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iPhone Fever Is Fading

The Atlantic
iPhone Fever Is Fading
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iPhone Fever Is Fading

Apple's once unwavering grasp on the smartphone industry is showing more signs of weakening, as it cuts iPhone orders by about 50 percent "due to weaker-than-expected demand." Citing unnamed sources, The Wall Street Journal reported the news on Sunday night after fan boy blogs had been buzzing about the waning enthusiasm for Apple's magical glass and aluminum device for weeks. "Apple's orders for screens for the January-March quarter, for example, have dropped to roughly half of what it had previously planned to order, two of the people said," explained WSJ's Juro Osawa. "The U.S. company has also cut orders for components other than screens, according to one of the people [familiar with the situation]."

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News of the iPhone's decline comes as Samsung continues its bull run on the industry. As the Galaxy line of smartphones gains in popularity and the company cements its dominance in the TV business, Samsung suddenly finds itself making more money than Apple, and its earnings from smartphone sales have doubled in the past year. Android devices in general are trouncing Apple in terms of market share, too. A November study from Gartner showed that Android's market share has jumped to 72 percent, while iOS devices sunk to just under 14 percent. Even though Apple sells fewer iPhones than Samsung sells Galaxies, it makes more money off of each unit. But then when you realize that Apple's selling half as many iPhones as it expected, the profit margins don't seem nearly as impressive.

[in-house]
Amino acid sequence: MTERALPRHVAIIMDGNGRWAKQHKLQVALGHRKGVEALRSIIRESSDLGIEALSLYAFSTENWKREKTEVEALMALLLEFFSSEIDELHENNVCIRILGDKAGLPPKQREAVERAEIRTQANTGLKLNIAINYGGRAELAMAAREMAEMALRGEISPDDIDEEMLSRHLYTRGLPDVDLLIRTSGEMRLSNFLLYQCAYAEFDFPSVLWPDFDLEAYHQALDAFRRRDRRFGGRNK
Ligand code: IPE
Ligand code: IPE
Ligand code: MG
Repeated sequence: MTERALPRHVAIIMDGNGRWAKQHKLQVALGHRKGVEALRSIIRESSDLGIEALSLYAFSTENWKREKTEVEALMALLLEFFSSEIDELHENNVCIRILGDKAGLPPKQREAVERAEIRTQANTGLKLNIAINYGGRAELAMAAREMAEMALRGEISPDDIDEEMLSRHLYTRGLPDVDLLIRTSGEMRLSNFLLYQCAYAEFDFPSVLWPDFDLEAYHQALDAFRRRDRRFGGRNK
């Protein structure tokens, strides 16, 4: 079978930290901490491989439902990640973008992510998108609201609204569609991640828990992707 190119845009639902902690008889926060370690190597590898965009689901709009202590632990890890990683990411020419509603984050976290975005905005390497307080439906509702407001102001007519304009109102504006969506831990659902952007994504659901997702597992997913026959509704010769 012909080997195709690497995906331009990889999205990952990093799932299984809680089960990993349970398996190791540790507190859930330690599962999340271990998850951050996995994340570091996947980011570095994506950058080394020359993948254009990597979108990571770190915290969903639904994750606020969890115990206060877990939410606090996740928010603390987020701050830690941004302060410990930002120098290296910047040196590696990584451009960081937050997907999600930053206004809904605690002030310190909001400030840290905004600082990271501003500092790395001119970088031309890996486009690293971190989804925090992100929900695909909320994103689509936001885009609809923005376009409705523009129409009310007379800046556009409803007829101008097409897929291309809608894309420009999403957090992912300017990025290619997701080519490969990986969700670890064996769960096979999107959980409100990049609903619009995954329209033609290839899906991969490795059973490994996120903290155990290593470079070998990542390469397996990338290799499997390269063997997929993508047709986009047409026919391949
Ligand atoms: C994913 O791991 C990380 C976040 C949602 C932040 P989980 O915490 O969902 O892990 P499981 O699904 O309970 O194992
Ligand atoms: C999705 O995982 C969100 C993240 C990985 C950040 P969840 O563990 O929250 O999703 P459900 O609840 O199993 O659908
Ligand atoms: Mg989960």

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Faced with a daunting reality of sinking sales, Apple is also coming to the realization that its very expensive patent litigation escapades against Samsung might be for nought. Even though the company won a billion dollar settlement by convincing judges that Samsung ripped off its interface design, a judge in December denied Apple's request to ban the sales of Samsung devices. And while Samsung certainly won't be thrilled to pay the massive settlement to Apple, as long as it keeps its smartphones and tablets in stores, its profits will erase the loss. There's also evidence that Samsung is emerging as the most popular smartphone brand for youths, meaning that Apple might miss out on a generation of potential iPhone users.

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Let's get real, though. Even if Apple is losing steam, and the iPhone isn't the best-selling, most popular gadget on the market, the company will be fine. The company's lost almost $200 off its stock price in the past four months, but it's still the most valuable company in the world. 

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